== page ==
Many telephone system installations have little chance for success due to lack of planning prior to installation. An NEC application engineer once made the comment, “the devil is in the details”. There are a plethora of details that need to be discussed, analyzed, and documented in order for expectations to be clearly understood by all participants in order to complete an installation that is a pleasant experience beginning the first day of installation.

If these principles are adhered to throughout the design of the telephone system, it is probable that a time saving automated telephone system can be deployed that increases efficiency and customer service.

These principles set the stage for a more in depth conversation specific to your business. An initial consultation with ServiceMark will cost you nothing more than 1 hour of your time, and you are under no obligation. To investigate how you can realize significant cost savings and improve customer service, call ServiceMark at 816-478-2000 and press 2, or contact us via e-mail at This email address is being protected from spambots. You need JavaScript enabled to view it..

Is there a standard automated attendant greeting that fits most businesses?

While there are elements that most automated attendant greetings have in common, ServiceMark has not discovered a “cookie cutter” to address call routing that fits most businesses. Every business is unique, and therefore the installation and programming details of each telephone system is a well thought out custom design.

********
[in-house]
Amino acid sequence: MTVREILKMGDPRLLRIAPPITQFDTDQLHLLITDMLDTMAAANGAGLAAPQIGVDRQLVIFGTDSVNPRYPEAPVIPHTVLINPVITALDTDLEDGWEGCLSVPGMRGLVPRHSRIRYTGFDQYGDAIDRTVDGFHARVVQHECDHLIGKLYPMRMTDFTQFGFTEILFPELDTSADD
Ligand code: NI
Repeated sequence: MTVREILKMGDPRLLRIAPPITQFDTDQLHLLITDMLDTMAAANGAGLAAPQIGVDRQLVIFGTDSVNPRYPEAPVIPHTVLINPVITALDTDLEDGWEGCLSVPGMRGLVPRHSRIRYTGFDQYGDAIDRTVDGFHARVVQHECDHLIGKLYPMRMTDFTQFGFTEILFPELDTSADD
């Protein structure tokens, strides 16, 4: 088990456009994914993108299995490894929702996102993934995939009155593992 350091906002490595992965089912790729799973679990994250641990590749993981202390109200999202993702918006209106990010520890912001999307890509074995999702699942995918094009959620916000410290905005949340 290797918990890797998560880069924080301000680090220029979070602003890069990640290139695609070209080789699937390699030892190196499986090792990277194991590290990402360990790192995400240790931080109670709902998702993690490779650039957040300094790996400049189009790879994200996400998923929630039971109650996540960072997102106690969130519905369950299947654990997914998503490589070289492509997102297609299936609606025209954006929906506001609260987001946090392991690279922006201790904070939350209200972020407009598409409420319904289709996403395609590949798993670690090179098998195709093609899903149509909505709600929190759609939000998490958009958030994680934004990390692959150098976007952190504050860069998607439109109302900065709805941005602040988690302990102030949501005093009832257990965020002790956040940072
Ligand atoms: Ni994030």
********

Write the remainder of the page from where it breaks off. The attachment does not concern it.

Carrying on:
ServiceMark’s automated attendant greeting incorporates several elements worth exploring as you begin considering how to design a more efficient way to route calls for your business. Please call ServiceMark at 816-478-2000 and feel free to dial as instructed to experience our automated attendant greeting which says the following:

“Thank you for calling ServiceMark Telecom. If you know your party’s extension dial it anytime, or to dial by entering the person’s first name press 1. If you’re interested in installation a new telephone system or upgrading your computer network, press 2. To place an order for adds, moves, or changes or to place a service call, press 4. For the accounting department press 5. For all other matters dial 0 or hold the line.

So what happens when callers dial digits as instructed in ServiceMark’s automated greeting?

• Caller Dials extension or presses 1 to dial by first name
• In many cases, the caller simply rings an extension. If there is no answer the caller is connected to a personal greeting. During (or after) personal greetings, callers can press 0 for immediate assistance or leave a message.
• If you call my extension 302 or press 1 and enter the first three digits of my first name (Bruce), several things happen to give you the best possible opportunity to reach me.
• My office phone rings.
• I also have a “Voice over Internet Protocol” (VoIP) phone in my work at home office that is connected to our office building via the internet. This VoIP phone in my house mirrors the same high end functionality as the phone in my office and it also rings.
• My mobile phone can also ring by enabling a unique phone system feature called “mobile extension” which extends office phone functionality to my cell phone.
• Caller presses 2 to install a new system